Michael Gething outlines financial reporting obligations for companies under the Corporations Law, and looks at recent ASIC actions against two companies that failed to meet these obligations.
As a company director, you would be familiar with the financial reporting obligations on a public company. In brief, under s292 of the Corporations Law (Law), all public companies must prepare and lodge a financial report and a directors' report annually. Sections 295-297 of the Law set out the requirements for the annual financial report; s298-300 cover the annual directors' report; and s302-303 the half-yearly financial reports and directors' reports. Other important statutory obligations are imposed by the remaining provisions of Part 2M.3 of the Law.
These obligations fulfill two key objectives. They:
• provide critical information to shareholders and creditors; and
• help ensure that minimum financial management processes are in place in these companies.
In a couple of recent instances, ASIC has shown that it is willing to pursue companies and directors who have neglected or failed to comply with their financial reporting obligations.
These case studies illustrate two different avenues of action available to ASIC in this area.
Rural Traders Company Limited In recent proceedings in the Supreme Court of Western Australia, ASIC obtained final orders against Rural Traders Company Limited (RTC), compelling it to file its outstanding annual financial report and directors' report. In this case, ASIC relied on the power contained in 1274(11) of the Law, which allows the court to make such an order on a company, upon application by ASIC, under certain conditions. What were the company's obligations under the Law? As a disclosing entity (see s111AC for a definition) under the Law, RTC was required to:
• prepare a financial report and a directors' report for each financial year: s292;
• lodge these reports with ASIC within three months after the end of the financial year: s319;
• prepare a financial report and a directors' report for each half-year: s302; and
• lodge these reports with ASIC within 75 days after the end of the half-year: s320.
How did ASIC go about enforcing the Law? Under s1274(11), if a company fails to lodge its reports, ASIC may give the company a notice requiring it to comply within 14 days. If the company does not comply, ASIC can take immediate court action. In December 2000, ASIC issued a notice to RTC requiring it to comply with its obligations under s319 and s320 to lodge both its financial report and directors' report for the year ended 31 December 2000 and half year ended 30 June 2000. This notice satisfied the conditions under s1274(11) allowing the court to make an order.
What was the outcome? The Supreme Court of WA subsequently made orders requiring RTC to comply with its obligations. RTC complied with the orders, thereby avoiding enforcement proceedings against it and its directors. Where orders are obtained and personally served on a company and its directors, ASIC may take enforcement proceedings against the company and its directors if these orders are not complied with. If RTC had failed to comply with the court's orders, ASIC would have been entitled to apply to the court for further orders including:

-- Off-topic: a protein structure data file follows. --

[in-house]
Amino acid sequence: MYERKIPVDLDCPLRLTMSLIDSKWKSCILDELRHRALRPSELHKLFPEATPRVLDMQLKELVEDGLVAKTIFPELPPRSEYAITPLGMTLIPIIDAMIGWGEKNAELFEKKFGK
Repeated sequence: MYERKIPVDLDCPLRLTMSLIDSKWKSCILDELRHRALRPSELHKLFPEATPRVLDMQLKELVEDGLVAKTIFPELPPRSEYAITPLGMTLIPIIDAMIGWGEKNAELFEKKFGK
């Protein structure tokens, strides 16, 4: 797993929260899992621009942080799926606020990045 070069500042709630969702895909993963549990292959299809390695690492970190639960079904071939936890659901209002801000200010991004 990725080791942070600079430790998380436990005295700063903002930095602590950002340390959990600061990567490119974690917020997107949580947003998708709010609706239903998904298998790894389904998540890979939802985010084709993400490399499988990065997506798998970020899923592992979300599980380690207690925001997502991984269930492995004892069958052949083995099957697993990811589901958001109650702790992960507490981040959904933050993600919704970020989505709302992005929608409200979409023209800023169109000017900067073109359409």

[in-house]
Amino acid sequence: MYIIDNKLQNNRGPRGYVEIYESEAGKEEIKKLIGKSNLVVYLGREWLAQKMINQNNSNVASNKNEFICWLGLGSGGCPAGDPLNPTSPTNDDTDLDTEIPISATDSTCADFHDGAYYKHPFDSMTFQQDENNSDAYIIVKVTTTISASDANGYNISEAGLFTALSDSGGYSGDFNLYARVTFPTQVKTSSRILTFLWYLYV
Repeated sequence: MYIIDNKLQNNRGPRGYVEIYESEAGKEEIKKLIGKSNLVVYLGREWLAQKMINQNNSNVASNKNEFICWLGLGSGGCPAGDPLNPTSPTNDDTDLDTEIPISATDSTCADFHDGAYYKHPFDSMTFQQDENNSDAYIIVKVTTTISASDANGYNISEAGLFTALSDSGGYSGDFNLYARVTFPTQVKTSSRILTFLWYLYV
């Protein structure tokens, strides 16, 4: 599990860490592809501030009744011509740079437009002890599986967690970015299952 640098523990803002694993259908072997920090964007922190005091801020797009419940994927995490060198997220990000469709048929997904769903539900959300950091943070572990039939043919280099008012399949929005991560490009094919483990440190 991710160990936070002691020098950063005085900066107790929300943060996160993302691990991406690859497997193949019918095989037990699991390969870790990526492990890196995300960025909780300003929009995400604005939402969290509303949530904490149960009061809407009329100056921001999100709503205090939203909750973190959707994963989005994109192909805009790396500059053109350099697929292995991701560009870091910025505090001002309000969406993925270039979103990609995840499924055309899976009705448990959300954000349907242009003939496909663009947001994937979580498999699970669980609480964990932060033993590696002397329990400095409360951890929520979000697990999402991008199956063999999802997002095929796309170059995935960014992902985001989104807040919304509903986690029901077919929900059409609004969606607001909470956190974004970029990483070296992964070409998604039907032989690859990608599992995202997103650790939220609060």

• an order that a pecuniary penalty be imposed on the company, including a penalty for each day the order was not complied with;
• "sequestration", ie an order that the company be wound up by the court; and
• an order that there be leave to issue a writ of attachment for the arrest and imprisonment of the company directors.
The Mandarin Club Limited In similar proceedings in the Supreme Court of New South Wales, ASIC obtained an order and declaration against The Mandarin Club Limited (MCL), compelling MCL to file an audited annual financial report and directors' report for relevant financial years. ASIC also obtained an order for costs against MCL. In this case, ASIC relied on the power to apply for a mandatory injunction under s1324(2). MCL's obligations were contained in s319(1) (preparing and lodging a report for the financial year) and 345(1) (lodging an annual return). Although the source of power was different, the orders granted were similar to those in the proceedings against Rural Traders Company Limited. What does this mean for you? The proceedings taken against Rural Traders Company Limited and the Mandarin Club Limited show that state Supreme Courts can and will make orders against defaulting companies that fail to comply with their financial reporting obligations under the Law. Failure to comply with such court orders could expose directors personally to enforcement action by ASIC for non- compliance. While the above cases illustrate civil action taken by ASIC, some of these provisions also carry criminal penalties. Further, if a listed company fails to comply with financial reporting obligations, ASIC also has the power to make a determination under s713(6) preventing the company from being able to use a short form prospectus. Of course, companies and their directors can avoid these risks by ensuring that they meet their financial reporting obligations. For more information on reporting obligations and how they apply to you, contact your accounting or legal professional. ASIC Infoline on 131 300 630 can answer your general questions about these obligations.
* Michael Gething is ASIC's regional commissioner, Western Australia.
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